Kon always credited his teams with how his films turned out. Yet, especially by the time of Godfathers, he was defining these projects to a startling degree. You see so much of the inventiveness, so many of the iconic scenes, right there in black and white. It’s common to overcredit directors — but these were Kon’s films.
For his sole TV series, Paranoia Agent (2004), Kon didn’t storyboard every episode. It would’ve been impossible. On the ones he did board, though, his work looks more like it was done for a feature than for TV. And that same tightly wound filmmaking is no less present.
Given all this, Kon’s struggle with Paprika wasn’t just a matter of the imagery. It was the logical end of a process he’d been developing since the ‘90s. In the Paprika footage above, you can see Kon tracing over his sketches with clean ink lines, like he’s readying a manga page for publication. Tokyo Godfathers had a believable claim to the most intricate storyboards in anime history, until Kon himself dethroned it.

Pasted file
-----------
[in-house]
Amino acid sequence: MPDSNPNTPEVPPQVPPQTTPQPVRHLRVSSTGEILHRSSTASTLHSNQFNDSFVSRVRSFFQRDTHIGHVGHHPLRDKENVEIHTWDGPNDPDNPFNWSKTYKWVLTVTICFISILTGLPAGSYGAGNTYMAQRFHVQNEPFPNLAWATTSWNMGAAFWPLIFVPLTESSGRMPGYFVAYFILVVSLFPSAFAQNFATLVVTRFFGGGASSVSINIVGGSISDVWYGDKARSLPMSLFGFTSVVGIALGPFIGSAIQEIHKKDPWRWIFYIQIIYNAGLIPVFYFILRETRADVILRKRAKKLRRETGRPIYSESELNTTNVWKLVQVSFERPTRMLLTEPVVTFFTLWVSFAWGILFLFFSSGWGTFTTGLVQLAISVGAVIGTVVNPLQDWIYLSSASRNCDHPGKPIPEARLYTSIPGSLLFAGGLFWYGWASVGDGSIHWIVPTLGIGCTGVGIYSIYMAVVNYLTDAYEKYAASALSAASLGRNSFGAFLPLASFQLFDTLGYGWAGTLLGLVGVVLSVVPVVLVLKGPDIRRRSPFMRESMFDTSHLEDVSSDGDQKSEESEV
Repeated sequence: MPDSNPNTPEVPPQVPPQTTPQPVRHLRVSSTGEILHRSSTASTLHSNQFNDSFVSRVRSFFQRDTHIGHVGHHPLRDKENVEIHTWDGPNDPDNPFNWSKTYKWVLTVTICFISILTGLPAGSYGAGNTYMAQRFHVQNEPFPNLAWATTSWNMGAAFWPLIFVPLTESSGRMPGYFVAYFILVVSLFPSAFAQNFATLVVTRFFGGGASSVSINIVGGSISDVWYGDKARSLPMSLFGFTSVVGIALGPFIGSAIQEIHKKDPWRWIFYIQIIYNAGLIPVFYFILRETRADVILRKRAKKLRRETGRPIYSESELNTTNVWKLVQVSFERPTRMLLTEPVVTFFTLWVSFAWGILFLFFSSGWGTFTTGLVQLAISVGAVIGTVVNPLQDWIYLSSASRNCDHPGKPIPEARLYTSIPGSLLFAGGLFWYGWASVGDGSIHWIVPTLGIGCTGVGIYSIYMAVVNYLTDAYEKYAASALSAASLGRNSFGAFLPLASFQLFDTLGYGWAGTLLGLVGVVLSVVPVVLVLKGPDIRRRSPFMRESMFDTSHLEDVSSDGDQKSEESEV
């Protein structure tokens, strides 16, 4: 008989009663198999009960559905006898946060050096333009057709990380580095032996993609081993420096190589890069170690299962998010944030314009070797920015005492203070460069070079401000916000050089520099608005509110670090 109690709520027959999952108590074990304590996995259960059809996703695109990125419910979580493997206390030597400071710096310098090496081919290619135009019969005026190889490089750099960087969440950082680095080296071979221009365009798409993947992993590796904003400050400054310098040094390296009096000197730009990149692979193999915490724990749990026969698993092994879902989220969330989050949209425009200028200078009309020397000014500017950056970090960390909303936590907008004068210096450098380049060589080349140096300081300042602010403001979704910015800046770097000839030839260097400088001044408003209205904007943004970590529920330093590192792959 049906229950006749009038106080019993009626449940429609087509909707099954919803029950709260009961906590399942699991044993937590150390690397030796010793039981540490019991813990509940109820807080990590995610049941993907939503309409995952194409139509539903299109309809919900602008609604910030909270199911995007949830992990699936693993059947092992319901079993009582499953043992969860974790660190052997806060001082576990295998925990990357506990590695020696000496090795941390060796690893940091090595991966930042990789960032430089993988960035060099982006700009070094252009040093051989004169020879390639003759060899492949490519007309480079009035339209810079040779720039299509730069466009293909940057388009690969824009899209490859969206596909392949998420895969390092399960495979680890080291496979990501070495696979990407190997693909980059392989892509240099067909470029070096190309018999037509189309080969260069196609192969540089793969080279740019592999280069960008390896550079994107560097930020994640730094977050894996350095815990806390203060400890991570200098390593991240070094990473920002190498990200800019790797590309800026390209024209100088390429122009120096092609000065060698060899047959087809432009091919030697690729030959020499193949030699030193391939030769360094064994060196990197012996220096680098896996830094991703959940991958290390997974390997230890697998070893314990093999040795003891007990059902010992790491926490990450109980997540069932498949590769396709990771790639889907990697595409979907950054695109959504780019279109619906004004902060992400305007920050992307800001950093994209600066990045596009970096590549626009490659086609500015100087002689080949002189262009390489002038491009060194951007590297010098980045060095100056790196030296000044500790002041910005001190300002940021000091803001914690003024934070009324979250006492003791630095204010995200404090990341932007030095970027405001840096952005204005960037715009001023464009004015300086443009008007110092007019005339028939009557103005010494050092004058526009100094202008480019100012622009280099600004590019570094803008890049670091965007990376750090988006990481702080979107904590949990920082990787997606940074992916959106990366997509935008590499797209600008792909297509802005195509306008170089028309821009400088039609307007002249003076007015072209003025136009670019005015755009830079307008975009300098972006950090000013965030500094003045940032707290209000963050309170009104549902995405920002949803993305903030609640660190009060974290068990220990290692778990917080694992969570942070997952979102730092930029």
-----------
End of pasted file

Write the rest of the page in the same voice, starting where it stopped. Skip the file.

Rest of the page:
It’s not clear how far Kon could have kept pushing this style. The last film he released, the 2008 short Good Morning, used 17 pages of storyboards for a single minute of animation. It consists of a woman waking up and getting ready for the day. Looking at it one way, the film is more of an exercise in Kon’s storyboarding technique than it is a film.
Still, that doesn’t mean Kon’s storyboards are a dead end. We’re lucky that his four main films have seen their complete boards published as books. He may be gone, but these guides to filmmaking live on. Even if you don’t follow his technique to its natural conclusion, even if you don’t storyboard at all, Kon’s boards have lessons to teach. Lessons about art and storytelling — and about how far some perfectionists are willing to go.
2. News around the world
An impressive showing in the Bay Area
This week, we were lucky enough to catch the Bay Area International Children’s Film Festival. It was a virtual event this year, powered by streaming. The format didn’t hurt it — we found BAICFF to be a well-curated showcase of animation, both local and global.